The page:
University of Cambridge > > Cavendish Astrophysics Seminars > Galaxies in the first billion years: probing cosmic dawn

Galaxies in the first billion years: probing cosmic dawn

Add to your list(s) Download to your calendar using vCal

If you have a question about this talk, please contact David Titterington.

We are in the golden age for the search for high-redshift galaxies, made possible by state of the art instruments including the Hubble, Subaru and Keck Telescopes. Two such classes of galaxies, namely Lyman Alpha Emitters (LAEs) and Lyman Break Galaxies (LBGs) have rapidly been gaining popularity as theoretical probes of the epoch of reionization, galaxy evolution and the dust enrichment of galaxies in the first billion years. In this talk, I will present a broad overview of the semi-analytic and numerical galaxy formation models proposed to explain the observed data sets. I will also discuss the results from these models regarding reionization, the physical nature of these galaxies and the LAE -LBG connection. Finally, I will also show how these galaxies can be used to study the evolution of the Fundamental Metallicity Relation linking the stellar mass, star formation rate and gas metallicity, from z=0 to these high-redshifts.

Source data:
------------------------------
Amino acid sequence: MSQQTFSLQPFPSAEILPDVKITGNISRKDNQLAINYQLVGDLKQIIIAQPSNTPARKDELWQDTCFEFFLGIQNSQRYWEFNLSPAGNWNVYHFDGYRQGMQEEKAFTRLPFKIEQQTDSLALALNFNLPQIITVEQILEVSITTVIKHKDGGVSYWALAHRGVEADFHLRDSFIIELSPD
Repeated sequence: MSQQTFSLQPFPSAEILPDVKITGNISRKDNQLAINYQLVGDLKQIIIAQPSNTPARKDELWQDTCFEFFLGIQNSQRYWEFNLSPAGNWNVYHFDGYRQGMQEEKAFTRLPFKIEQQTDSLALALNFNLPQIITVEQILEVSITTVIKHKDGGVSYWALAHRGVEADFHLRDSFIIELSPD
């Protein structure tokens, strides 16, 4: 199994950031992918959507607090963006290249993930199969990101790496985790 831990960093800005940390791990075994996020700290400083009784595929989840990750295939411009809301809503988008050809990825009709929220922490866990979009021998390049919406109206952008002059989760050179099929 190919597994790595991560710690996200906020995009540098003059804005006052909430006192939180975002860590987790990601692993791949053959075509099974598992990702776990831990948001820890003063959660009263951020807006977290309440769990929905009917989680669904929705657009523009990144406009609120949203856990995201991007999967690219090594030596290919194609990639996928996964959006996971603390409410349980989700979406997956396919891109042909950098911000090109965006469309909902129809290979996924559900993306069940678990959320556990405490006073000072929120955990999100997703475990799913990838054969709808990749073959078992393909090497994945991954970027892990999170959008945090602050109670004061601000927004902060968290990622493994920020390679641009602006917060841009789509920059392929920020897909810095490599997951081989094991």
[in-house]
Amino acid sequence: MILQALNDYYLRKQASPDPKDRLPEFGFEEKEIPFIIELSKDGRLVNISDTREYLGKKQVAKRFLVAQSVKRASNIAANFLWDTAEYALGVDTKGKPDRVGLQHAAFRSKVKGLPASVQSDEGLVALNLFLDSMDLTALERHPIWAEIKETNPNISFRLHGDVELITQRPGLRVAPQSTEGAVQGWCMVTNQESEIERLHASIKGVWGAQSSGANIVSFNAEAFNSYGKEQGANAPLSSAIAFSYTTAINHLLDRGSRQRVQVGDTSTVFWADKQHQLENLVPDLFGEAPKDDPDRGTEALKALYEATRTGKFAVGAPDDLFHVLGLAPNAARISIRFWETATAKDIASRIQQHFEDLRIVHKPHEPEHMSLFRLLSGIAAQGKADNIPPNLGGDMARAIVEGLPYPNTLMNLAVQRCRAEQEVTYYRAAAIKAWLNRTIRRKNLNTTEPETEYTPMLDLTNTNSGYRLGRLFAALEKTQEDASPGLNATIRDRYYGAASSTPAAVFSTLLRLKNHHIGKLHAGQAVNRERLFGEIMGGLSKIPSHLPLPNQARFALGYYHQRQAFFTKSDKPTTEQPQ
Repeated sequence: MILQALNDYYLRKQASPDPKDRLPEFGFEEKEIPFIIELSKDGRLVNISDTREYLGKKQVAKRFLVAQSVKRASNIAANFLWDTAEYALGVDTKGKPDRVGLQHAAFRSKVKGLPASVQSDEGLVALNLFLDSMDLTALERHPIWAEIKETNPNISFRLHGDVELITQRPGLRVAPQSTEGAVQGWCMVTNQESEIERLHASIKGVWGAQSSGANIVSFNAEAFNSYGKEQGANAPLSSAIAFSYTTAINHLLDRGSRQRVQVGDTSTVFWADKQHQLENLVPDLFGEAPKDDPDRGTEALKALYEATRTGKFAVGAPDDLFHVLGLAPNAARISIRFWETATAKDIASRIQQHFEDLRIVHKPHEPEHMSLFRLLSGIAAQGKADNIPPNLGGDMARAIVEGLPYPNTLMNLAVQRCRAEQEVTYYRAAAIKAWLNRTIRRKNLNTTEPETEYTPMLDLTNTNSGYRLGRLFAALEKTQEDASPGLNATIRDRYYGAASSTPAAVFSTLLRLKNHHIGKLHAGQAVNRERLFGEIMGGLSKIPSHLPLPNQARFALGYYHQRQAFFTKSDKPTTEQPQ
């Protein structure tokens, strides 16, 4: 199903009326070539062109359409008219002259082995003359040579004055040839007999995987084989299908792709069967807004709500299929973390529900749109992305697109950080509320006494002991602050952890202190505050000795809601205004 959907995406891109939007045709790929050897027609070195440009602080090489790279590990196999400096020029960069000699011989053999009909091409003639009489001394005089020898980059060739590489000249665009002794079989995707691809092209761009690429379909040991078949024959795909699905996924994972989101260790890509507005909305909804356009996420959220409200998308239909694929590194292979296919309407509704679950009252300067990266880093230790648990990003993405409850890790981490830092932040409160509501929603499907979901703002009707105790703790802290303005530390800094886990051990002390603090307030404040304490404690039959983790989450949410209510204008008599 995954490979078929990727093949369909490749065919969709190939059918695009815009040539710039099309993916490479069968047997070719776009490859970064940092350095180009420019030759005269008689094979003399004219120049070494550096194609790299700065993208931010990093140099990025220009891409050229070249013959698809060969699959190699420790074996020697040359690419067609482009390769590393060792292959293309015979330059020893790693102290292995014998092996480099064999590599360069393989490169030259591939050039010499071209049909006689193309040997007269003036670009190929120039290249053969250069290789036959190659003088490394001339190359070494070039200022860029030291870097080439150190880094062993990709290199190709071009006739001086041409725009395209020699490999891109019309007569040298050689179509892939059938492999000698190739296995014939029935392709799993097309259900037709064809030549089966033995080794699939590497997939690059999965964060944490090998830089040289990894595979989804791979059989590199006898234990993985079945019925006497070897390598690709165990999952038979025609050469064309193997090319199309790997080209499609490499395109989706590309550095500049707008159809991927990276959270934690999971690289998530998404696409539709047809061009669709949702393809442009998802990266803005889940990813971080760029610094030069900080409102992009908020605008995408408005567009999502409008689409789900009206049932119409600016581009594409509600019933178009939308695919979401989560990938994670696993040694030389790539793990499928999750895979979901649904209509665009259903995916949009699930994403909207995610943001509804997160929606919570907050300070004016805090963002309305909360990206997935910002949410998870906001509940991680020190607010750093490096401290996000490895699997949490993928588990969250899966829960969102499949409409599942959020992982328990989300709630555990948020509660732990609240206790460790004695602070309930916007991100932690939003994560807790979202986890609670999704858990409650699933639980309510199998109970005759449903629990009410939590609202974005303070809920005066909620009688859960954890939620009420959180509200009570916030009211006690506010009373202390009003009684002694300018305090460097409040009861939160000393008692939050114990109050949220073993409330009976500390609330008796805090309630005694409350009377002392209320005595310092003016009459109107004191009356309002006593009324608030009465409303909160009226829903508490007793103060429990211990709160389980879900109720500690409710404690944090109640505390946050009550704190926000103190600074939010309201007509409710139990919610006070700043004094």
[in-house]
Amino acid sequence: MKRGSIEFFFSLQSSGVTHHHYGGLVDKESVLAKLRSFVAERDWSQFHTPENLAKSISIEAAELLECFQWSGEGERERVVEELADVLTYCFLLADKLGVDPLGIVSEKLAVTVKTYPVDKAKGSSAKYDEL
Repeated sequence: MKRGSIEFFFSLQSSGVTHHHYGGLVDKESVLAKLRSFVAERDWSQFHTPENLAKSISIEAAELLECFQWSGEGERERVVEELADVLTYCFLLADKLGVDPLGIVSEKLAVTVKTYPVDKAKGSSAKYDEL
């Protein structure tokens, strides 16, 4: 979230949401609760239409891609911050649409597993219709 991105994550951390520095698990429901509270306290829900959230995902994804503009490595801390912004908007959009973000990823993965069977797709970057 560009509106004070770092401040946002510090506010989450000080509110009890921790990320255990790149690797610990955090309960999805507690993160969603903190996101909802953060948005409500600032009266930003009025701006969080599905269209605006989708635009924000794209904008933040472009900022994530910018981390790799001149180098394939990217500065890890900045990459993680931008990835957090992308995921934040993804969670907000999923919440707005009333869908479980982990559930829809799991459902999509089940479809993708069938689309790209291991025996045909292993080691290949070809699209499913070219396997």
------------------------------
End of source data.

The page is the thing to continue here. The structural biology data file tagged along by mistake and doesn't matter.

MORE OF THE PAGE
This talk is part of the Cavendish Astrophysics Seminars series.

Tell a friend about this talk:

This talk is included in these lists:

Note that ex-directory lists are not shown.


© 2006-2024, University of Cambridge. Contact Us | Help and Documentation | Privacy and Publicity